Several years ago I had a company officer that I worked with tell me that he had learned about a “new” fire control technique called the indirect attack at strategies and tactics class. I loaned him a small blue book titled Attacking and Extinguishing Interior Fires (Layman, 1955) and observed that this was not exactly a “new” idea.

The concept of the indirect attack was an outgrowth of extensive study of fuel oil fires within confined spaces conducted by the instructor staff of the US Coast Guard Firefighting School at Fort McHenry in Baltimore, Maryland during World War II (Layman, 1955). The term indirect, referred to application of water into a hot compartment, but not directly onto the burning fuel. Conversion of water to steam absorbed a tremendous amount of energy and the expansion of steam filled the compartment (and potentially adjacent compartments which may also have been involved in fire).

In 1947, Lloyd Layman completed his service with the US Coast Guard and returned to duty as Fire Chief with the Parkersburg West Virginia Fire Department. Over the next two years, Layman and the members of his department worked to implement the concept of indirect attack for structural firefighting. In 1950 Chief Layman delivered a presentation titled Little Drops of Water (Layman, 1950) which outlined the adaptation of indirect attack for structural firefighting. In 1952 he completed Attacking and Extinguishing Interior Fires (Layman, 1955), a textbook that provided a more comprehensive look at indirect attack including several case studies based on incidents in Parkersburg where this approach had been used successfully in dealing with both residential and commercial fires.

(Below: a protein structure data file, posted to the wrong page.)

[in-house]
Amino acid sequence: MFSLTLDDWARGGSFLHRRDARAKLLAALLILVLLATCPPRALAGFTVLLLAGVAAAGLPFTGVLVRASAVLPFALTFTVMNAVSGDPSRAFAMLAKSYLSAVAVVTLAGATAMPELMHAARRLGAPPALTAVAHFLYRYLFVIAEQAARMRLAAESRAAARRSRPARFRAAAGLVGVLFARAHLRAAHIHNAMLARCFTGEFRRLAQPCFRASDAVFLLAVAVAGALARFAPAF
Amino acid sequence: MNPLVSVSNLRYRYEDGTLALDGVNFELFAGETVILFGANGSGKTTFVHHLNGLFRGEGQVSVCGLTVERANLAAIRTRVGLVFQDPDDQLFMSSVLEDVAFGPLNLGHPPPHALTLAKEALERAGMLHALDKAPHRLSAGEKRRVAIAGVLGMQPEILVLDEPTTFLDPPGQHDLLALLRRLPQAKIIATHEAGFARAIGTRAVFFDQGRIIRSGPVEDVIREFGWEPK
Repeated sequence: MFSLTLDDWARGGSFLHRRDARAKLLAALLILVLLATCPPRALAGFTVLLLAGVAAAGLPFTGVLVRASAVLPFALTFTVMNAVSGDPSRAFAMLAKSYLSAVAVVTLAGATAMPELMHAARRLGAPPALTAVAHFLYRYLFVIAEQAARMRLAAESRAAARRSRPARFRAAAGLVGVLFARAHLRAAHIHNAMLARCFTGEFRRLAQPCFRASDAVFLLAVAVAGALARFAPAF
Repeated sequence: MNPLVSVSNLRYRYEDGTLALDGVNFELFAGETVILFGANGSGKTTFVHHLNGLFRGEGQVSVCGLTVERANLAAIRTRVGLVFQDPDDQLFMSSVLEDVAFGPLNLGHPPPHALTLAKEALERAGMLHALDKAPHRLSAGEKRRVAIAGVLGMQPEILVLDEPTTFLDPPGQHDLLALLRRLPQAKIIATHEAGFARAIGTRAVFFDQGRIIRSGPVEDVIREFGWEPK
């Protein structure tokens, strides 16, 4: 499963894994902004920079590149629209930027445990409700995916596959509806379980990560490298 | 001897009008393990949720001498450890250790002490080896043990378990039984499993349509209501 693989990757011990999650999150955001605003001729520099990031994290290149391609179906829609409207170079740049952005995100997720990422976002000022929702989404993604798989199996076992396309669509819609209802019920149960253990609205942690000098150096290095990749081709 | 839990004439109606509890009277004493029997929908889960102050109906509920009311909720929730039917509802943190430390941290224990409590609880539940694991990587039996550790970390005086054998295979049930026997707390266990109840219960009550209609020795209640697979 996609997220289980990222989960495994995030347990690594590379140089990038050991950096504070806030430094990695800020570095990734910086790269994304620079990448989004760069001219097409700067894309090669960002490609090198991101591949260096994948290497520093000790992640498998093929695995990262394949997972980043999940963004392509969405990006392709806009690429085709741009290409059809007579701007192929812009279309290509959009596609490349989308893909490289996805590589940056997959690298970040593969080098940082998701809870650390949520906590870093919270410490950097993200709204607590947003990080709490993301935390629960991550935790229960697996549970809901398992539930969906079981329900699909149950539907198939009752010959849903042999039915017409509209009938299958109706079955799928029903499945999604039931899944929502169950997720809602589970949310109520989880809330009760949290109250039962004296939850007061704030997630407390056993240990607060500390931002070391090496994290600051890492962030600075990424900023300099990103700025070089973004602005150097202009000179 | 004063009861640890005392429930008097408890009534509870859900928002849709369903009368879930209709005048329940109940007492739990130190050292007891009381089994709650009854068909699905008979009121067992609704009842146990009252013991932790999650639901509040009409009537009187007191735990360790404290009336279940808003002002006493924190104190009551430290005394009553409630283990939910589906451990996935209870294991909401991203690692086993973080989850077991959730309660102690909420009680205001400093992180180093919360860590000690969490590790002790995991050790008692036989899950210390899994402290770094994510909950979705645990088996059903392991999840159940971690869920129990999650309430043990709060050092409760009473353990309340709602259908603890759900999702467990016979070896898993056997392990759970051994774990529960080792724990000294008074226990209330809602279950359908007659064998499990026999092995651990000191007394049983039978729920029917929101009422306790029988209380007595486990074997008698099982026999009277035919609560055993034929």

As presented by Layman, the indirect attack was generally performed from the exterior of the building. However, it is important to recognize historical context. In the late 1940’s respiratory protection (when it was used) was often limited to All Service Masks, which used a filter mechanism to remove toxic products of combustion (to some extent), but could not be used in significantly oxygen deficient atmospheres.